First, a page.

My father, Axel von Schulmann, was a prisoner in British POW Camp 2226 which was located in Zedelgem near Brugge and Ostend in Belgium.  Given my father's Baltic background, it is of interest to note that the neighbouring camp 2227 in Zedelgem was for Latvians.

 My father arrived there sometime early in 1945 after having captured late in the Ardennes Offensive.   He was in the camp until September 3rd 1945.  He was had the number A 476444 but I have no idea if this was his number from the German military or one assigned to him in the camp.  He arrived in the camp around his 23rd birthday with no knowledge what had happened to his family.   At about the same time his father August von Schulmann was shot and dumped in a mass grave just east of the pre-war German/Polish border.

Camp 2226 seems to have held close to 20,000 German POWs of which 1/4 were officers and a number very senior naval officers.

A letter of reference for my father
Camp 2226 was guarded by the 19th Fuselier Battalion, which was created in February 1945 from Dutch speaking Belgians.  My father spoke about two of guards in the unit that happened to Jewish - Weiss and Gruen if I remember correctly.  One was pleasant and the other was not.

Discharge papers for Axel von Schulmann - due to water damage the details are
very hard to make out
Conditions of the camp became worse after the end of the war, the amount and quality of rations dropped.  My father did well with food because he played cards well.   Since food was really all they had to bet with my father ended up with more than his fair share of rations.   My father also benefited from working on the administration staff of the camp starting on May 1st 1945.  He worked for a Captain but I can not make out the name on the paper, best I can get is S.R. Berge(?).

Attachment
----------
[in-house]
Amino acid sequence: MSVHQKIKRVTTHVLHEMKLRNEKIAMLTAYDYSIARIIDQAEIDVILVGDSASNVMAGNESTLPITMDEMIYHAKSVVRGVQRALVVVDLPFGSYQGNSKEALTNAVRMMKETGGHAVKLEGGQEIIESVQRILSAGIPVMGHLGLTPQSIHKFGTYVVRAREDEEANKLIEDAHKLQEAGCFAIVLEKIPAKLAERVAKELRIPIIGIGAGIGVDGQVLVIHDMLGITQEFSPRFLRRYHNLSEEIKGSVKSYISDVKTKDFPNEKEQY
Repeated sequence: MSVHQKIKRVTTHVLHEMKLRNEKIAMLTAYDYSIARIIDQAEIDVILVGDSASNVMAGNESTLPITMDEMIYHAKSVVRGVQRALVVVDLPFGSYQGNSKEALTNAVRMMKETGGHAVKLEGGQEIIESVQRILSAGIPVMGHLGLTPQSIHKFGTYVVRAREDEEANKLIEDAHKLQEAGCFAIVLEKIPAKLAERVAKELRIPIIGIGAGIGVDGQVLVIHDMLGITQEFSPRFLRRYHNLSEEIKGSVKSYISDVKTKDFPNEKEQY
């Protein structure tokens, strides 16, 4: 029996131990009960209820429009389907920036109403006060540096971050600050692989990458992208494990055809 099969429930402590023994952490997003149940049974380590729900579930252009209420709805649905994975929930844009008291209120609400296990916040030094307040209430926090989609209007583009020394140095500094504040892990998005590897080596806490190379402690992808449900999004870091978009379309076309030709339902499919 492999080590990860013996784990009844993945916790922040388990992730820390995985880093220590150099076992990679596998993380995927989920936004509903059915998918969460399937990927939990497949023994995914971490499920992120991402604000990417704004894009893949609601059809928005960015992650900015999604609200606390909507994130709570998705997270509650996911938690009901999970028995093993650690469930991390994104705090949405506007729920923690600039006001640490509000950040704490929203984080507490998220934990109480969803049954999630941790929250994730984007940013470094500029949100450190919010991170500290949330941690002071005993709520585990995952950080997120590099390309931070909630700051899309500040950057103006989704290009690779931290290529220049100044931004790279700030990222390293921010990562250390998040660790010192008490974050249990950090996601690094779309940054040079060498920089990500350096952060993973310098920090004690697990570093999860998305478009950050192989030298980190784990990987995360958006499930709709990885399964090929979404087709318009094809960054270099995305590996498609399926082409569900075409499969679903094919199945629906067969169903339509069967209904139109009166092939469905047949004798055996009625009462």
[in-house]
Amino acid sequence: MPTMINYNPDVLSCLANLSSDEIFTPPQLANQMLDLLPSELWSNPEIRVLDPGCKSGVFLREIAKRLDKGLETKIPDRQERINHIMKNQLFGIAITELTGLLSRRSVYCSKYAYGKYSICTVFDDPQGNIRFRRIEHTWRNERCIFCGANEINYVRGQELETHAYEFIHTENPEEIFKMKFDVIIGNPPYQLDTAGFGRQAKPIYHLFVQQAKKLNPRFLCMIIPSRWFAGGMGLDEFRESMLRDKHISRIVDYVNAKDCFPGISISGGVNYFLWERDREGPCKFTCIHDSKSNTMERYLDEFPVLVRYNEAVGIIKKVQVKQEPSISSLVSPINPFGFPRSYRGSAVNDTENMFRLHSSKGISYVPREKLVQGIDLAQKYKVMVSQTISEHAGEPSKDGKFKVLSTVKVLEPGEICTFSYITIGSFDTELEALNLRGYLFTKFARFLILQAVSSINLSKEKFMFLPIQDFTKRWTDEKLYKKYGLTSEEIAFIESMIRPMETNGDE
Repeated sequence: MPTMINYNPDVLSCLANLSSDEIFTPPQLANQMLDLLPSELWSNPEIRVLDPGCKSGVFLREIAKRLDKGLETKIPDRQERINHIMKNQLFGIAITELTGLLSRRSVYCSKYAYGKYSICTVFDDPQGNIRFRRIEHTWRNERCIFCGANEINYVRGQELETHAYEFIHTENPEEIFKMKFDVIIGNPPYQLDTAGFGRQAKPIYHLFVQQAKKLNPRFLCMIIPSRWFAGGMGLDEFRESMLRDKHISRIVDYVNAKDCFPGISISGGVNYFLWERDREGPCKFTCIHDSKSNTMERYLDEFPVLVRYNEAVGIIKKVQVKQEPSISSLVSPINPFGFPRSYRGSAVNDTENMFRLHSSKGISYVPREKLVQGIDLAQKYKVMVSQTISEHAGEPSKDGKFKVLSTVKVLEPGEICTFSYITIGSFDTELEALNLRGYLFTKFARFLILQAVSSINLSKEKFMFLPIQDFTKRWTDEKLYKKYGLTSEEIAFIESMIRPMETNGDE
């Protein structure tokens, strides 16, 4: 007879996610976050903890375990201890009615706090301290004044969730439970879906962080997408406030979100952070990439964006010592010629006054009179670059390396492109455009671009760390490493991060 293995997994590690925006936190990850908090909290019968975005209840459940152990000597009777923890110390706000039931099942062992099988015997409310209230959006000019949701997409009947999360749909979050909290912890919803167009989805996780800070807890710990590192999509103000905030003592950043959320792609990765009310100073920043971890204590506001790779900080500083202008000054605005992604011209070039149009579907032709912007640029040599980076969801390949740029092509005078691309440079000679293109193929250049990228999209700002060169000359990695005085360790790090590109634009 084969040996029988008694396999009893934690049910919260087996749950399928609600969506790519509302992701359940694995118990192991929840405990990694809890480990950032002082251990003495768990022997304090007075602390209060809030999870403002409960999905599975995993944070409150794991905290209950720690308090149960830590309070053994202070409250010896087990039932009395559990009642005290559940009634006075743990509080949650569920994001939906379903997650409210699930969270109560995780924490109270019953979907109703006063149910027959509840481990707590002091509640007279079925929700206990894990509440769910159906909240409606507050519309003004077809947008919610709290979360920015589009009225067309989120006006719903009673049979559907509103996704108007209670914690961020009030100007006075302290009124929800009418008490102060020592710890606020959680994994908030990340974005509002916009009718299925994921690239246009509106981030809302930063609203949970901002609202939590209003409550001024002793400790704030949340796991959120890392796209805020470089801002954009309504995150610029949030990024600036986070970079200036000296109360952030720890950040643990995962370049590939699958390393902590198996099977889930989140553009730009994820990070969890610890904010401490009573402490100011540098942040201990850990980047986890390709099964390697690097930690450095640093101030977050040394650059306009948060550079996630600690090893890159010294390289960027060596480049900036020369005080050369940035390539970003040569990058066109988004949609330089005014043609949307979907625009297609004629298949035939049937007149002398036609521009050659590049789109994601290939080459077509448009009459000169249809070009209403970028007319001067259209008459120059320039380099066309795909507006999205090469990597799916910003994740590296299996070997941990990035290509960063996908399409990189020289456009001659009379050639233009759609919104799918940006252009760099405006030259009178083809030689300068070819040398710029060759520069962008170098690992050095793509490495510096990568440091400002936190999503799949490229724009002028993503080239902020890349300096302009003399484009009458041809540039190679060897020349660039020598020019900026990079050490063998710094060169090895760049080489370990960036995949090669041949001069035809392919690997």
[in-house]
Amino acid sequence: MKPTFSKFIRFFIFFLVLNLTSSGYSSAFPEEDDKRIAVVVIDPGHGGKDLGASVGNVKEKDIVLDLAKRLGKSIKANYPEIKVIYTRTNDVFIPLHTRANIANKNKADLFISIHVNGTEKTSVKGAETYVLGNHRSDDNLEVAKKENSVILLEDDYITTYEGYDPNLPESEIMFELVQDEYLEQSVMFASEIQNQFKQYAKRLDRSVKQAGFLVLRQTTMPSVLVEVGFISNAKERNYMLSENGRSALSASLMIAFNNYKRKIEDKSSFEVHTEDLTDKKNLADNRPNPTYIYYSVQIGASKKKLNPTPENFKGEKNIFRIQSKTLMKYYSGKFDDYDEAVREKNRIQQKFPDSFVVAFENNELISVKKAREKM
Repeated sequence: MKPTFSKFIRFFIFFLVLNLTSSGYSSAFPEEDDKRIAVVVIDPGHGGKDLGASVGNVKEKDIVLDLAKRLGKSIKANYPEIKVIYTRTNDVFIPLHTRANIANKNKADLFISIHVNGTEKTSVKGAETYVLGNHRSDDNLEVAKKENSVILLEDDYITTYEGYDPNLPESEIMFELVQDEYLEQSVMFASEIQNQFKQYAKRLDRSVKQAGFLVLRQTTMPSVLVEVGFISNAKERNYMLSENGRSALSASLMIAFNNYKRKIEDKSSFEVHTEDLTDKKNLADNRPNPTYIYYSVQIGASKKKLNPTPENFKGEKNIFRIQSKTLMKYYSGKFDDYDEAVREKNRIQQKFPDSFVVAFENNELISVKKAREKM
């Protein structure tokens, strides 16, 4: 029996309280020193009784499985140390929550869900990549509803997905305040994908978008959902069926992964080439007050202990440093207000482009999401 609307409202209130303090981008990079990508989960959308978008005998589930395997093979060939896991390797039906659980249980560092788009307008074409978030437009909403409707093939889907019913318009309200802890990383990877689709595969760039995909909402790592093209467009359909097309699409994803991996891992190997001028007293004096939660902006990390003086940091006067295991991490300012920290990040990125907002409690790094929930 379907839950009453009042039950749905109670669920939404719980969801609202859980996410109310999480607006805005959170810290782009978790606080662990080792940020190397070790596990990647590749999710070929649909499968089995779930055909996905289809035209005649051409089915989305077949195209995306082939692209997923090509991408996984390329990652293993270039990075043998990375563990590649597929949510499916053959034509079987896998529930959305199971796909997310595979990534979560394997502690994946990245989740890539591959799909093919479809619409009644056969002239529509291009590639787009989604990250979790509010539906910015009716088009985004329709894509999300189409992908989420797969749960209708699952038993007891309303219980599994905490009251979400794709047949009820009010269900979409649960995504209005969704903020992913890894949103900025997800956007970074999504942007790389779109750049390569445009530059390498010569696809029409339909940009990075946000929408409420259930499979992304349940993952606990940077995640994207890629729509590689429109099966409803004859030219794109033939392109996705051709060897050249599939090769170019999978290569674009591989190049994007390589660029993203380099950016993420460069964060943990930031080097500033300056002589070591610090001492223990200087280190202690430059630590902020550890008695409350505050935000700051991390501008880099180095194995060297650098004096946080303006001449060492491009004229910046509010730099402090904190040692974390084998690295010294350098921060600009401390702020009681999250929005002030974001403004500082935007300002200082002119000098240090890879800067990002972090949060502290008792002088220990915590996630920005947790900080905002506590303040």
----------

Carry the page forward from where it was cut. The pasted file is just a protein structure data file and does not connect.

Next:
My father's knowledge of English allowed him to get the work in the documents office of POW Camp 2226..  In general his knowledge of English benefited him several times between 1945 and 1952, when he arrived in Quebec City he had his first job in Canada before he even left the ship.

Why did my father know English?   It comes from his high school in Estonia.   At age 16 he was fluent in German and English and spoke decent Estonian.   Even though his education was in a German school, it was not the same as what was learned in Germany.   He graduated in 1938 from the Pernauer Deutsche Realgymnasium.   Remember, this was a school without any ideological leanings and no mass purging of teachers.

My father was released relatively early because he was a of a low rank and had a place to go to.   The family had an central address to contact each other at.   I suspect the fact he worked well with the Camp staff helped gain him an early release.  Others remained in British camps for several years.

update on October 5th - pictures of Camp 2227 can be found at this link, thank you to Meredith Schofield

Tuesday, August 14, 2012

Canada and the Olympics - end results at London

The Canadian Olympic Committee wanted Canada to finish 12th in the medal standings but came 36th .  In the last six games before London Canada has been reasonably consistent in where it finished in the medal rankings but this time the country fell back

Games        Ranking G  S  B total athletes
2012 London    36th  1  5 12  18    277
2008 Beijing   19th  3  9  6  18    332
2004 Athens    21st  3  6  3  12    263
2000 Sydney    24th  3  3  8  14    294
1996 Atlanta   21st  3 11  8  22    303
1992 Barcelona 11th  7  4  7  18    295
1988 Seoul     19th  3  2  5  10    328
Canada has a smaller team in London than average.

Based on past Olympics Canada should  have won 3-4 gold, 5-6 silver and 6-7 bronze for a total of 15-16 medals.  With the medal total from Beijing, Canada would have finished 22nd overall, Athens and Sydney totals would have meant a 23rd overall finish

If we look at total medals it has been better for Canada since 1996 than ranking by gold medals.